The reality in WA is that there are literally thousands of structures and renovations which have been undertaken without the required Council/Shire approval and or by a Registered Builder. Where the structure or renovation has been undertaken professionally and in accordance with the Code and Standards, most Councils/Shires have a relatively straight forward process to obtain retrospective approvals. In essence, similar documentation which should have been lodged with the Council/Shire to obtain the pre works approval will need to be prepared to obtain the retrospective approval.
The real challenge however is where the construction work has not been built to code or standard or breaches Council requirements, expensive remediation work may be required.
If the existence of non-approved and non-compliant structures is identified during the sale process, sellers may be forced to defer settlement until such time as retrospective approval is obtained. Securing this approval and undertaking any required remediation work in a condensed time frame may be a challenge.
Similarly, buyers who acquire properties with non-approved and or non-compliant structures may be forced to apply for retrospective approval. Securing this approval may necessitate costly remediation work which they may not be able to recover from the seller.
No. Pre purchase building inspections are tightly defined under Australian Standards and the often used REIWA pre purchase building inspection clause. Essentially the inspections are limited to identifying existing structural defects. Construction items which represent a non-compliance with the Building Code and or Australian Standards will often be insufficient to trigger a Structural Defect clause. Building inspectors are almost never provided with previously issued Building Permits and have no authority to obtain them from the local Council/Shire so they are not in a position to review whether the structures on site have been approved.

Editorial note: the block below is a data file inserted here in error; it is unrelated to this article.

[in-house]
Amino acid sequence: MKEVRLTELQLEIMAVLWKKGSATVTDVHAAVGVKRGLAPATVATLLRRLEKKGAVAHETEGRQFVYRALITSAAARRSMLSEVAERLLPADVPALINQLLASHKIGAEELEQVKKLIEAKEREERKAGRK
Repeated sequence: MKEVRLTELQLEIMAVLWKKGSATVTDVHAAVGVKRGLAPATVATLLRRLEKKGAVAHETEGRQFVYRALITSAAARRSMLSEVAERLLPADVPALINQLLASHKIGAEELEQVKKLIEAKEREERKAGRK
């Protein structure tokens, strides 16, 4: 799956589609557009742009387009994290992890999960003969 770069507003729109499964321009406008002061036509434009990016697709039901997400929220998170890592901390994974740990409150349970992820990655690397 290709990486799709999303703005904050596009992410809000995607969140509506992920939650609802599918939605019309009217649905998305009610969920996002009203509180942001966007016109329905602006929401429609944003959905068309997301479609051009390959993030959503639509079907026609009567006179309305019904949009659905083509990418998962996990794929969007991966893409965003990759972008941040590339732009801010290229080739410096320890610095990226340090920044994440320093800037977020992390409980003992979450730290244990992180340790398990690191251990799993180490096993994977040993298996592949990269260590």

There are several potential solutions.
The first option is for the seller to obtain copies of the Council /Shire building permits prior to commencing the sale process. The seller can then assure for themselves that all of the structures on a property have the necessary building permits. Where required, the seller can seek assurances from a building inspector that these structures satisfied the Building Code and Australian Standards applicable at the time the structures were built or renovated.
Assuming the seller undertook the above, these documents could then be provided to buyers to provide them with confidence that the structures on the property have been approved and comply.
As an alternative there are several Lawyers/Agents/Buyers Advocates that incorporate within Offer to Purchase Contracts additional warranties from the Seller whereby the Sseller warrants all of the structures on the property have been built in accordance with Building Permits, the Building Code of Australia and Applicable Standards. Where appropriate buyers should seek independent legal advice.
Finally, there are insurers such as Stewart Title, which provide insurance cover to buyers against building works which have been constructed without the necessary permits or where the work is not in accordance with the permit, Code or Standard.
Essentially where there is full and open disclosure both the Seller and Buyer can proceed with confidence.
Build, Buy, Invest in property with confidence.